Hogan v. Allstate Beverage Company, Inc.

Filing 145

OPINION. Signed by Honorable Judge Myron H. Thompson on 7/15/2021. (cwl, )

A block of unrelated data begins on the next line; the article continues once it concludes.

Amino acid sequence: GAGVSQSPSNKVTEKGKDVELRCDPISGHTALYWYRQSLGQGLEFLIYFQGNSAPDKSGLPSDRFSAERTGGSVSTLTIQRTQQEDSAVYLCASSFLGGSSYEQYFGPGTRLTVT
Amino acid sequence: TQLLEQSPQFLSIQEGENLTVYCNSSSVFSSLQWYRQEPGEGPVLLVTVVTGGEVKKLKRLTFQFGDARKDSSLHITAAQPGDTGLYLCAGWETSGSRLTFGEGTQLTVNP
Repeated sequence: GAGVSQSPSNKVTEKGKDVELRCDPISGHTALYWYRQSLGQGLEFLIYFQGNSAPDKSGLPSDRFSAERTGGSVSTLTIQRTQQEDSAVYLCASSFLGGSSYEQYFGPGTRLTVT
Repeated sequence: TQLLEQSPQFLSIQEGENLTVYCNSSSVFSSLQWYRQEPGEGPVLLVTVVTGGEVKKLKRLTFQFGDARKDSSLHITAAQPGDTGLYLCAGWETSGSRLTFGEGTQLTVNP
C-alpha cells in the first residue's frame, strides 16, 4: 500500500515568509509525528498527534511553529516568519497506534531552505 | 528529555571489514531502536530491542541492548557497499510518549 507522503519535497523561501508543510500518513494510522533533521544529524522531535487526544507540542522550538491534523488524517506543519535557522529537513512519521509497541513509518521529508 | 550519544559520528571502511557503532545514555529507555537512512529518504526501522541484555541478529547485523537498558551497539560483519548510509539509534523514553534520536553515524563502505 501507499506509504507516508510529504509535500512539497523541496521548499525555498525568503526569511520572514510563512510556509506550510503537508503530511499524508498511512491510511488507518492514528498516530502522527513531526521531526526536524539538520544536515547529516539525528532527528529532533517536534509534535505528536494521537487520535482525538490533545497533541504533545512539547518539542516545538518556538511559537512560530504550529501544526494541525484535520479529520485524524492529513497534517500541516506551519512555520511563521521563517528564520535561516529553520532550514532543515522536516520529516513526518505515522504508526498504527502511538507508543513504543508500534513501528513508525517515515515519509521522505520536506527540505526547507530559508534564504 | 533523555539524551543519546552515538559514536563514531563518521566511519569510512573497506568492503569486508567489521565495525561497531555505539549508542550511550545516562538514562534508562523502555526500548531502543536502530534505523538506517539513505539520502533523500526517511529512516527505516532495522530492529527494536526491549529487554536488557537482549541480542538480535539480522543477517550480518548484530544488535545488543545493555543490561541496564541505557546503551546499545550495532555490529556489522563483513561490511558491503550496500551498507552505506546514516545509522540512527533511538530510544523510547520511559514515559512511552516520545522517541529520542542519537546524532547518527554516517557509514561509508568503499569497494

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IN THE DISTRICT COURT OF THE UNITED STATES FOR THE MIDDLE DISTRICT OF ALABAMA, NORTHERN DIVISION FLOYD HOGAN, JR., et al., Plaintiffs, v. ALLSTATE BEVERAGE COMPANY, INC., d/b/a Gulf Distributing, Defendant. ) ) ) ) ) ) ) ) ) ) ) CIVIL ACTION NO. 2:10cv390-MHT (WO) OPINION This cause is before the court on a joint motion to approve an agreement settling 16 plaintiffs’ claims under the Fair Labor Standards Act (FLSA), 29 U.S.C. §§ 201-219, against defendant Allstate Beverage Company, Inc. Jurisdiction is proper pursuant to 29 U.S.C. § 216(b) (FLSA) and 28 U.S.C. § 1331 (federal question). For the following reasons, the court will approve the settlement agreement. “Because the FLSA was enacted to protect workers from the poor wages and long hours that can result from great inequalities in bargaining power between employers and employees, the FLSA's provisions are mandatory and, except in two narrow circumstances, are generally not subject to bargaining, contract or settlement.” waiver, or modification by Stalnaker v. Novar Corp., 293 F. Supp. 2d 1260, 1262 (M.D. Ala. 2003) (Thompson, J.) (citing Brooklyn Sav. Bank v. O'Neil, 324 U.S. 697, 706 (1945)). The first exception requires supervision by the Secretary of Labor under 29 U.S.C. § 216(c); the second exception allows for settlement of claims for back wages under 29 U.S.C. § 216(b), if a court “scrutiniz[es] the settlement for fairness,” and determines that it is a “fair and reasonable resolution of a bona fide dispute over FLSA provisions.” Lynn's Food Stores, Inc. v. United States, 679 F.2d 1350, 1353, 1355 (11th Cir. 1982). “If a settlement in an employee FLSA suit does reflect a reasonable compromise over issues, such as FLSA coverage or computation of back wages, that are actually in dispute[,] ... the district court [may] approve the settlement in order to promote the policy of encouraging settlement of litigation.” Id. at 1354. 2 In this case, there are bona fide disputes over FLSA provisions, namely FLSA coverage and the overtime hours worked by the 16 plaintiffs. Floyd Hogan, a former Allstate employee, amount of Plaintiff filed this lawsuit alleging that Allstate willfully violated the FLSA by failing to pay him overtime; he sought backpay, liquidated damages, and attorney’s fees and expenses. Fourteen additional former Allstate employees filed notices of consent seeking to join Hogan’s lawsuit and pursue their claims collectively collective-action mechanism. under the FLSA’s The 15 plaintiffs filed a motion for conditional class certification and another notice of consent seeking to join one additional former Allstate employee to the lawsuit. The court granted the motion permitting the additional 15 former employees to join the lawsuit as plaintiffs. In total, therefore, there are 16 plaintiffs who allege that Allstate failed to pay them overtime for weeks they worked in excess of 40 hours in violation of the FLSA. With the exception of plaintiff Reginal Smith who was previously employed 3 as a driver’s helper and paid hourly, all plaintiffs allege they were previously employed by Allstate warehouse workers and paid a fixed weekly salary. as Prior to opting to join the lawsuit and after being fully advised of the collective-action process and their rights and potential recovery, the plaintiffs signed consent forms agreeing to be bound by the terms of any settlement agreement. Allstate denies any liability in this case and asserts a number of affirmative defenses. However, after mediation and without admitting any liability, Allstate has agreed to pay settlement proceeds totaling $ 27,500.00 as follows: backpay totaling $ 6,000.00, minus required deductions, by check payable to Floyd Hogan, Jr; backpay totaling $ 1,433.00, minus required deductions, by check payable to Joshua Joel White; backpay totaling $ 1,433.00, minus required deductions, by check payable to Myles J. Willis; backpay totaling $ 1,433.00, minus required deductions, by check payable to De’Andre J. Myers; backpay totaling $ 1,433.00, minus required deductions, by check payable 4 to Kelvin C. Smith; backpay totaling $ 1,433.00, minus required deductions, by check payable to Darius Johnson; backpay totaling $ 1,433.00, minus required deductions, by check payable to Rodricus A. Nelson; backpay totaling $ 1,433.00, minus required deductions, by check payable to Ernest J. McKee; backpay totaling $ 1,433.00, minus required deductions, by check payable to George Johnson; backpay totaling $ 1,433.00, minus required deductions, by check payable to Jestin D. Scott; backpay totaling $ 1,433.00, minus required deductions, by check payable to Deandrea T. Henderson; backpay totaling $ 1,433.00, minus required deductions, by check payable to John D. Macon; backpay totaling $ 1,433.00, minus required deductions, by check payable to Antuwan M. Smith; backpay totaling $ 1,433.00, minus required deductions, by check payable to Taras Cheatham; backpay totaling $ 1,433.00, minus required deductions, by check payable to Adrian Cook; and backpay totaling $ 1,433.00, minus required deductions, by check payable to Reginal Smith. As additional consideration for the parties’ mutual promises 5 and compromises, Allstate has agreed to pay expenses totaling $ 3,978.00, which amount represents the cost of mediation. The parties agree the payments of backpay are intended to pay unpaid wages and, therefore, are subject to normal withholdings and taxes. Allstate will withhold taxes from any amount designated as backpay according to the tax withholding documents on record and/or that will be provided by the plaintiffs. All the plaintiffs, with the exception of one who has been unavailable for an extended period of time and cannot be located, signed written acknowledgements confirming their approval of the settlement terms. The plaintiffs’ claims for attorney’s fees and expenses were negotiated separately from the plaintiffs’ claims for backpay and liquidated damages. In an effort to expedite payment to the plaintiffs while avoiding the additional costs and delays associated with fee petitions and continued litigation, the parties agreed the plaintiffs’ counsel would waive his fees, estimated to 6 be approximately $ 20,000.00. The agreement to waive attorney’s fees clearly did not negatively affect, and, in fact, benefitted the plaintiffs’ recovery. the compromise on attorney’s fees Indeed, facilitated the parties’ final resolution of all claims. There is no evidence of unfair and improper “use [of] an FLSA claim (a matter arising from the employer’s failing to comply with the FLSA) to leverage a release from liability unconnected to the FLSA.” Hogan v. Allstate Beverage Co., Inc., 821 F.Supp.2d 1274, 1284 (M.D. Ala. 2011) (Thompson, J.). Based on the above, the court holds that the settlement agreement is a fair, reasonable, and adequate resolution of this litigation, that is, the bona fide disputes presented. An appropriate judgment granting the parties’ joint motion to approve settlement of the FLSA claim and dismissing this case in full will be entered. DONE, this the 15th day of July, 2021. /s/ Myron H. Thompson UNITED STATES DISTRICT JUDGE